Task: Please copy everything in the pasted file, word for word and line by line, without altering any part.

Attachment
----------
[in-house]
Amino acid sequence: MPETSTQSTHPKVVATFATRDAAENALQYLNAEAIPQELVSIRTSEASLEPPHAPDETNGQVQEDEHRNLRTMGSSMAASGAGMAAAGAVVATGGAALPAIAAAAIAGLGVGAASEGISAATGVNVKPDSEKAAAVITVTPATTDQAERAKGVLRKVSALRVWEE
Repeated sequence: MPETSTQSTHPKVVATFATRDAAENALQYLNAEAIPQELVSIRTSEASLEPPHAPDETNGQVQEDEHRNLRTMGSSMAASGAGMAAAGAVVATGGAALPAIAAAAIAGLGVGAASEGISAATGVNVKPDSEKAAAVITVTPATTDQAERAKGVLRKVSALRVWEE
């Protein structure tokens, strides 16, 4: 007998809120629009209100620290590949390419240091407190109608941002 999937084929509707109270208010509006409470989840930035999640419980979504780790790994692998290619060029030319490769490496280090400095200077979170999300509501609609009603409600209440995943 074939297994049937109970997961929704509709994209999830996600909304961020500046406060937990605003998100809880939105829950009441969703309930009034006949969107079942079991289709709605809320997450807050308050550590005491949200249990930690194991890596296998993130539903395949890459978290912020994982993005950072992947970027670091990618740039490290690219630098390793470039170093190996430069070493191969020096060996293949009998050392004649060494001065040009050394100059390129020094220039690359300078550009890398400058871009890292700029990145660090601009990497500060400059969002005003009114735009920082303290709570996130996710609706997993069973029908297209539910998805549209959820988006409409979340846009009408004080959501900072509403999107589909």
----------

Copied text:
[in-house]
Amino acid sequence: MPETSTQSTHPKVVATFATRDAAENALQYLNAEAIPQELVSIRTSEASLEPPHAPDETNGQVQEDEHRNLRTMGSSMAASGAGMAAAGAVVATGGAALPAIAAAAIAGLGVGAASEGISAATGVNVKPDSEKAAAVITVTPATTDQAERAKGVLRKVSALRVWEE
Repeated sequence: MPETSTQSTHPKVVATFATRDAAENALQYLNAEAIPQELVSIRTSEASLEPPHAPDETNGQVQEDEHRNLRTMGSSMAASGAGMAAAGAVVATGGAALPAIAAAAIAGLGVGAASEGISAATGVNVKPDSEKAAAVITVTPATTDQAERAKGVLRKVSALRVWEE
């Protein structure tokens, strides 16, 4: 007998809120629009209100620290590949390419240091407190109608941002 999937084929509707109270208010509006409470989840930035999640419980979504780790790994692998290619060029030319490769490496280090400095200077979170999300509501609609009603409600209440995943 074939297994049937109970997961929704509709994209999830996600909304961020500046406060937990605003998100809880939105829950009441969703309930009034006949969107079942079991289709709605809320997450807050308050550590005491949200249990930690194991890596296998993130539903395949890459978290912020994982993005950072992947970027670091990618740039490290690219630098390793470039170093190996430069070493191969020096060996293949009998050392004649060494001065040009050394100059390129020094220039690359300078550009890398400058871009890292700029990145660090601009990497500060400059969002005003009114735009920082303290709570996130996710609706997993069973029908297209539910998805549209959820988006409409979340846009009408004080959501900072509403999107589909």